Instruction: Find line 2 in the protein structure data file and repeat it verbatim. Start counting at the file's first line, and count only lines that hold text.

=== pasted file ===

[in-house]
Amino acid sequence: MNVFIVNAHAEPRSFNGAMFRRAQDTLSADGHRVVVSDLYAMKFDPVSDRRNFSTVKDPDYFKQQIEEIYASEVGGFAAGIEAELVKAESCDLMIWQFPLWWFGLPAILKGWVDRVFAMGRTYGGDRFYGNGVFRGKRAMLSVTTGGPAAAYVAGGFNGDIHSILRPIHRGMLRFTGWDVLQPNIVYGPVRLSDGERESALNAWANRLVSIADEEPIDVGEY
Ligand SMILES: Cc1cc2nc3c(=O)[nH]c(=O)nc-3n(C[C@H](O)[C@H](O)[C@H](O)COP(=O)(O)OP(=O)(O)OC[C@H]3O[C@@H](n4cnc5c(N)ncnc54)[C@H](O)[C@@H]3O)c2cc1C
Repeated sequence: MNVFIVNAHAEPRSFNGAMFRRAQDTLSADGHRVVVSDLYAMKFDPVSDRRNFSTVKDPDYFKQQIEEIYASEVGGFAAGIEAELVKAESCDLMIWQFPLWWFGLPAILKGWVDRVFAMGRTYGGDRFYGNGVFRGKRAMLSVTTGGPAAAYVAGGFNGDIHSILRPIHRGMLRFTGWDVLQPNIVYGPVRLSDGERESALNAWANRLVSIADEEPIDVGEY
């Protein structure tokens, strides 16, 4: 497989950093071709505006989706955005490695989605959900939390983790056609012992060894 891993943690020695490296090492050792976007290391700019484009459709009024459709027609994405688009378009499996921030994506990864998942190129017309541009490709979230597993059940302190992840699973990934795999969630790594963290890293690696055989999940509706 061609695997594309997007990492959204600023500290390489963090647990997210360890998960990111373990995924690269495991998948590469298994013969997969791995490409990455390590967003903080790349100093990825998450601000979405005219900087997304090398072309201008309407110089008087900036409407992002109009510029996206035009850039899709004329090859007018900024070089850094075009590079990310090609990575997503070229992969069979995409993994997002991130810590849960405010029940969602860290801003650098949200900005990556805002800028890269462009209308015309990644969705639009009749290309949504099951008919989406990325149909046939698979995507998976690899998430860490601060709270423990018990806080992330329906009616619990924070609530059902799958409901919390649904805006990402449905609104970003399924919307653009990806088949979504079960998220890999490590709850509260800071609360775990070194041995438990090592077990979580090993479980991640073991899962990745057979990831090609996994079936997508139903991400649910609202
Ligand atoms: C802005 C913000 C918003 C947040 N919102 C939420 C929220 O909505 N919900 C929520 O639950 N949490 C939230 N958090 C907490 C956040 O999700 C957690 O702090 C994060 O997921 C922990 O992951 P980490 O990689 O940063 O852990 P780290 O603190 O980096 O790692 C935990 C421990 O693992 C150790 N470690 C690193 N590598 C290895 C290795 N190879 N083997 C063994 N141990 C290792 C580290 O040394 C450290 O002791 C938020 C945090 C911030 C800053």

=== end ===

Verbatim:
Amino acid sequence: MNVFIVNAHAEPRSFNGAMFRRAQDTLSADGHRVVVSDLYAMKFDPVSDRRNFSTVKDPDYFKQQIEEIYASEVGGFAAGIEAELVKAESCDLMIWQFPLWWFGLPAILKGWVDRVFAMGRTYGGDRFYGNGVFRGKRAMLSVTTGGPAAAYVAGGFNGDIHSILRPIHRGMLRFTGWDVLQPNIVYGPVRLSDGERESALNAWANRLVSIADEEPIDVGEY